I feel like I should say that I also had a huge transformation. My attitude toward dog ownership and dog training has changed so much over the last five years. I have grown to understand what a dog needs and how I can advocate for whatever dog might be in front of me. I have a better understanding of dog body language and behavior and have grown to truly love training and spending time with my dogs in a more intentional way. I understand that every day is an opportunity to make progress and also that no dog is perfect! Falco wasn’t perfect every day, he would occasionally let out a grumble or turn his head at a dog flipping out in a backyard. But I never wanted a perfect, robotic dog, what I really needed and wanted were the tools to handle the imperfect.
5. What kind of relationship developed between you and Valor K9 Academy as a result of training?
My relationship with Valor K9 Academy and friendships with the trainers has been such an incredible gift. I feel very lucky to always have professionals in my corner that are willing and ready to answer questions and provide support. I am able to share wins and losses with a group of people that really are cheering for me and my dogs and that has given me a huge sense of peace.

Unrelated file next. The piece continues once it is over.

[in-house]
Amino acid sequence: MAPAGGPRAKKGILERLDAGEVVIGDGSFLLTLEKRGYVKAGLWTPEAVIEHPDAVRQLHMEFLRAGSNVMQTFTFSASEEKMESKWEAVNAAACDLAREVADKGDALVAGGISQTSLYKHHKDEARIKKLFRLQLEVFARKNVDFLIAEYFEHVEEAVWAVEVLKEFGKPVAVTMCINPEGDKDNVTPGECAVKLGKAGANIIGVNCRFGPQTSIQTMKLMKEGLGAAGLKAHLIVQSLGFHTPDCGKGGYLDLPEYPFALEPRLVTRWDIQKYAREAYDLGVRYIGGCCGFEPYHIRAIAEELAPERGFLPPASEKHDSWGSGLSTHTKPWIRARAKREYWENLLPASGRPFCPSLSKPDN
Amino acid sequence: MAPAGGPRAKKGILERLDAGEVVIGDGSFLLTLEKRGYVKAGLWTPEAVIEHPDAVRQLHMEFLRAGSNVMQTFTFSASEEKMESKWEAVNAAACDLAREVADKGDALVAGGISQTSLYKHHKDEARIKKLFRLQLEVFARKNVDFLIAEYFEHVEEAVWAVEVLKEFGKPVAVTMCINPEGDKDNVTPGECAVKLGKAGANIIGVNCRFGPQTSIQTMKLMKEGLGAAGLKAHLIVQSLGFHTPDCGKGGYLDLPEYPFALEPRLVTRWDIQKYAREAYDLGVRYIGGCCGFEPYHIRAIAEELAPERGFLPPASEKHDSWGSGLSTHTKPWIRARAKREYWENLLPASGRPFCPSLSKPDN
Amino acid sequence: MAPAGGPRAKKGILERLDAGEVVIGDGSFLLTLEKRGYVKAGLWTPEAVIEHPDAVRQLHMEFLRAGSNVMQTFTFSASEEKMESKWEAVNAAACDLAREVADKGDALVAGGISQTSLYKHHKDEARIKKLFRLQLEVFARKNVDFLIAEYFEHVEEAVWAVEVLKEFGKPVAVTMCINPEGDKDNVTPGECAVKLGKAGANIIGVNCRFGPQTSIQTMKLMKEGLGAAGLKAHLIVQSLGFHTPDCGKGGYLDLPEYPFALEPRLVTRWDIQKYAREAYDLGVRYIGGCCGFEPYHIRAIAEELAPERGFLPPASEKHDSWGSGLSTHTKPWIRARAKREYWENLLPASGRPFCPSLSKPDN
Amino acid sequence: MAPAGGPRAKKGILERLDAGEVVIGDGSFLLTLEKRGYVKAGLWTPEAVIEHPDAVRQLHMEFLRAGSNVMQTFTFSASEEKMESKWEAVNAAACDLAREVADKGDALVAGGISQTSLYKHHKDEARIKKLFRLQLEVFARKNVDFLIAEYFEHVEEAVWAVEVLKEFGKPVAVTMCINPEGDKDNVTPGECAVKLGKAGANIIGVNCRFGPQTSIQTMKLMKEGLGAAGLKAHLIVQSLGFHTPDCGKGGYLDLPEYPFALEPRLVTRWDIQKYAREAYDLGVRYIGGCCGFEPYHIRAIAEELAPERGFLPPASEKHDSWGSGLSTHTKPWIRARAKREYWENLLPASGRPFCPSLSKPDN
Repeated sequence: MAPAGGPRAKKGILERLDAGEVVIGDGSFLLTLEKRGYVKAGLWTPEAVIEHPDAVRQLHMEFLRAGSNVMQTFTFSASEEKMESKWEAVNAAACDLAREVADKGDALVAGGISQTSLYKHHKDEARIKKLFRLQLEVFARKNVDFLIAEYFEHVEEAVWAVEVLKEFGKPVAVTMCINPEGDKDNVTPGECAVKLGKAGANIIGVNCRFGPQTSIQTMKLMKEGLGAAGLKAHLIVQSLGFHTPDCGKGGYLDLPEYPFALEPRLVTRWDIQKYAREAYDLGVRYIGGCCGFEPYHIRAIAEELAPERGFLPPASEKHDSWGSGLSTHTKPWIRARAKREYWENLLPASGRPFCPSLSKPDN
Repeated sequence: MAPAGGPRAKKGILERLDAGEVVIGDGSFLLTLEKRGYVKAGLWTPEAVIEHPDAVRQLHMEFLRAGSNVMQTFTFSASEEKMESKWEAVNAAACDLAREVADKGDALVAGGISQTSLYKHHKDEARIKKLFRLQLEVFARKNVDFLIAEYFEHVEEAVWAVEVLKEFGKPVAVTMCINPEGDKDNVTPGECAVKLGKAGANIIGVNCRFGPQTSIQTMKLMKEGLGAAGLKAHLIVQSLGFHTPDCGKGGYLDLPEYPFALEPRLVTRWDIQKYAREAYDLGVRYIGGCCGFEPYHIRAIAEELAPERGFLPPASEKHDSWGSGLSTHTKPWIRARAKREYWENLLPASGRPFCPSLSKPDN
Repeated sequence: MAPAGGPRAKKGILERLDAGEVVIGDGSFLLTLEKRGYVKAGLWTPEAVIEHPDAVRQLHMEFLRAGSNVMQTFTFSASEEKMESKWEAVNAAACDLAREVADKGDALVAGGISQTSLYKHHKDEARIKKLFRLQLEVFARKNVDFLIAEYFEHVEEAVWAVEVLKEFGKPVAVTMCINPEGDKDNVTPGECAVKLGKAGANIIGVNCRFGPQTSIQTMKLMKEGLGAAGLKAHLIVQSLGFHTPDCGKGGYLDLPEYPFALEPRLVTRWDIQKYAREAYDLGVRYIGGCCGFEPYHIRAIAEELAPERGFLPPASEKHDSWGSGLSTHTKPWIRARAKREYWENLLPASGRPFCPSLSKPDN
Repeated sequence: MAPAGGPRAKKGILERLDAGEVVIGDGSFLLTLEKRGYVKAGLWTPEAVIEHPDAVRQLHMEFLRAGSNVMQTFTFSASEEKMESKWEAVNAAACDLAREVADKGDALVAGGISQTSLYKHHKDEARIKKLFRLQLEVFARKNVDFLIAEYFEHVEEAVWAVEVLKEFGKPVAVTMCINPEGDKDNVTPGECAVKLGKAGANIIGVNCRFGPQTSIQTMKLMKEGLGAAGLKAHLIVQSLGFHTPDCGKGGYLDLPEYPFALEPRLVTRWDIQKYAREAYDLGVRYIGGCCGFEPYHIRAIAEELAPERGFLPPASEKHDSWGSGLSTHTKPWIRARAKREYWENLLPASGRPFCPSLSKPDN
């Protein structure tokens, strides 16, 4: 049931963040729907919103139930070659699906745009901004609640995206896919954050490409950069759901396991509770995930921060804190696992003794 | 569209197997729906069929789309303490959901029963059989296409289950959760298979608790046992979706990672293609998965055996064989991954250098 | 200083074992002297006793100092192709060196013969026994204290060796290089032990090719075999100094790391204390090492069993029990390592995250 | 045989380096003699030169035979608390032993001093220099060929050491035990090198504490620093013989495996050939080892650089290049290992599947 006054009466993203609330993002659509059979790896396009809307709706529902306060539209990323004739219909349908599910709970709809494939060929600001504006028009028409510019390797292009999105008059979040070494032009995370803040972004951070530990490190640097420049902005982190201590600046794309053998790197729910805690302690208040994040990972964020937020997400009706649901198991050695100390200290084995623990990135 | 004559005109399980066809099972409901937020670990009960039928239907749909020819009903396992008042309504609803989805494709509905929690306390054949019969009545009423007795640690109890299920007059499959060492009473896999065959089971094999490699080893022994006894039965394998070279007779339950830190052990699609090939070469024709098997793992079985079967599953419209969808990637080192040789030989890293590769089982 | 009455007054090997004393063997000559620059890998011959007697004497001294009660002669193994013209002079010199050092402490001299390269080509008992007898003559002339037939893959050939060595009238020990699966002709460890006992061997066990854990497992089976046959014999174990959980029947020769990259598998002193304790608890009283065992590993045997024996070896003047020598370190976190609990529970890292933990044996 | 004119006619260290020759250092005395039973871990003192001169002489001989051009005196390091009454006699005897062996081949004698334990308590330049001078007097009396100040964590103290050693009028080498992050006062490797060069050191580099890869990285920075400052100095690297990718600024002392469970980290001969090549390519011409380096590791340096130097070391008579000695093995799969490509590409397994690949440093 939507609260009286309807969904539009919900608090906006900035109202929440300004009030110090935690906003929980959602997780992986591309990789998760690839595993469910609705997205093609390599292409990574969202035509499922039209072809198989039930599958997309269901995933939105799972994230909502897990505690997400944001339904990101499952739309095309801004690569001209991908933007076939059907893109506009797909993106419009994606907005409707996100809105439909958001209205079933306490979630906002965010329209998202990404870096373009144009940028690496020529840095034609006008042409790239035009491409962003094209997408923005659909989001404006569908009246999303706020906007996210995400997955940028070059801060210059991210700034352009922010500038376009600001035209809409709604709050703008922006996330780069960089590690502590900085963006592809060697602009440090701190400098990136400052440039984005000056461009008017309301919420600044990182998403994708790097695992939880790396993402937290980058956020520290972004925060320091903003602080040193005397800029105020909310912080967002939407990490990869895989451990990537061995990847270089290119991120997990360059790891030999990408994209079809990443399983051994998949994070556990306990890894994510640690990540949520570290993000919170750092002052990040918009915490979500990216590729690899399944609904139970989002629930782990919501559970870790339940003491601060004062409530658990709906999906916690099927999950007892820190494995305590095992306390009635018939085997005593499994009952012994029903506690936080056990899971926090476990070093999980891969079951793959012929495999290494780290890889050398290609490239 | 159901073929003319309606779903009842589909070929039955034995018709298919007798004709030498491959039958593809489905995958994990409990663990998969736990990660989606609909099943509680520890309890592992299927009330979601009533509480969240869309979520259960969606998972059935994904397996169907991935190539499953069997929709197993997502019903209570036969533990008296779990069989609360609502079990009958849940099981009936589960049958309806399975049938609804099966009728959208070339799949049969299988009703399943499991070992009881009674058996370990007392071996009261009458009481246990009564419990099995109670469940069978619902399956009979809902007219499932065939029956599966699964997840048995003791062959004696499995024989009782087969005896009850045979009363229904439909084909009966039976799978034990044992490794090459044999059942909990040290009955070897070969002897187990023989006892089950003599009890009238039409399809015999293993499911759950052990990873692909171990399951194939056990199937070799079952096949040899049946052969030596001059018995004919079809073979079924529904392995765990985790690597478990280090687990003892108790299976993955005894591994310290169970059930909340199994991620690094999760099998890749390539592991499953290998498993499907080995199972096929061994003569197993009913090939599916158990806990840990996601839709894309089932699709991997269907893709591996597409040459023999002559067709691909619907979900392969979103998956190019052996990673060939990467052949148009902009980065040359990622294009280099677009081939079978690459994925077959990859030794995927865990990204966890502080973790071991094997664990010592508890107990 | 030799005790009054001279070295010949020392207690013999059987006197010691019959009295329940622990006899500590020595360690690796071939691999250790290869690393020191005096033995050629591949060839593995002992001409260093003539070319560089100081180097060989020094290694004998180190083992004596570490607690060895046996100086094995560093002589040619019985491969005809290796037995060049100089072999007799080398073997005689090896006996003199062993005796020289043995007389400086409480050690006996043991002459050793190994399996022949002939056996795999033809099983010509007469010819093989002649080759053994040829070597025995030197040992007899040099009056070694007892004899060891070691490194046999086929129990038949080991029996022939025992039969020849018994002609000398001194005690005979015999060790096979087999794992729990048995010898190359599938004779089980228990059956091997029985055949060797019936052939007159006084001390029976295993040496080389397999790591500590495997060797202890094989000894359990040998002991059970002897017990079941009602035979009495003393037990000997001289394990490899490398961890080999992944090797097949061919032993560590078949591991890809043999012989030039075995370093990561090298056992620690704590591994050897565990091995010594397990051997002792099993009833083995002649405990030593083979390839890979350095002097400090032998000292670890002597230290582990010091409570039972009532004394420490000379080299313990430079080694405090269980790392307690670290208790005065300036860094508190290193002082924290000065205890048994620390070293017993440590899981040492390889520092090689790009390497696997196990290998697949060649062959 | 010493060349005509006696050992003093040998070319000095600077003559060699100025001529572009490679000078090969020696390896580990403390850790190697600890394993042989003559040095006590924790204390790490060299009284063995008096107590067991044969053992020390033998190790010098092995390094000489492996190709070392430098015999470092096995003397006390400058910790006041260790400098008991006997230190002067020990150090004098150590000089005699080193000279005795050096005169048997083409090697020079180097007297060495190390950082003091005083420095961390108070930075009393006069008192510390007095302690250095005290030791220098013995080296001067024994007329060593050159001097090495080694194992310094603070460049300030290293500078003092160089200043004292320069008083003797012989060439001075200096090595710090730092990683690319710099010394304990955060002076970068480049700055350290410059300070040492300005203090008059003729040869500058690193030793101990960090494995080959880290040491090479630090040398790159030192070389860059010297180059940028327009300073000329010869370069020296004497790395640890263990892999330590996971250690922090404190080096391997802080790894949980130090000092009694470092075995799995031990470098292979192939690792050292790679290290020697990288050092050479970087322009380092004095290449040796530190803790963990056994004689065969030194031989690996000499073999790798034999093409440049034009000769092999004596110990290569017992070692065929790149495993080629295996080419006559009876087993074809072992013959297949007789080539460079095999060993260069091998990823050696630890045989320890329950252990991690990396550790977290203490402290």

6. You were recently gifted a new puppy and you enrolled her in training right away. Why?
With Falco, I knew that some of his issues stemmed from my poor leadership, but I also knew that he didn’t have a good foundation before I rescued him. More than anything, his resulting behavioral problems were something I never wanted to struggle with again. So, when we got Freya, I wanted to ensure we had guidance right away. I love German Shepherds, but something I’ve learned (the hard way) is that they need as much training as you can give them. We enrolled in the online puppy class, which I really loved. Jenna was amazing and answered all of our puppy questions with ease and confidence. The sense of peace I felt during those critical weeks, knowing that we were on the right track was priceless. When Freya was about 6 months old, we signed up for 8 private lessons, right around the time when we introduced a training collar. This was so important, I had anxiety about the transition and Freya is a very sensitive dog, so having a trainer with us at every step was the best thing we could have done.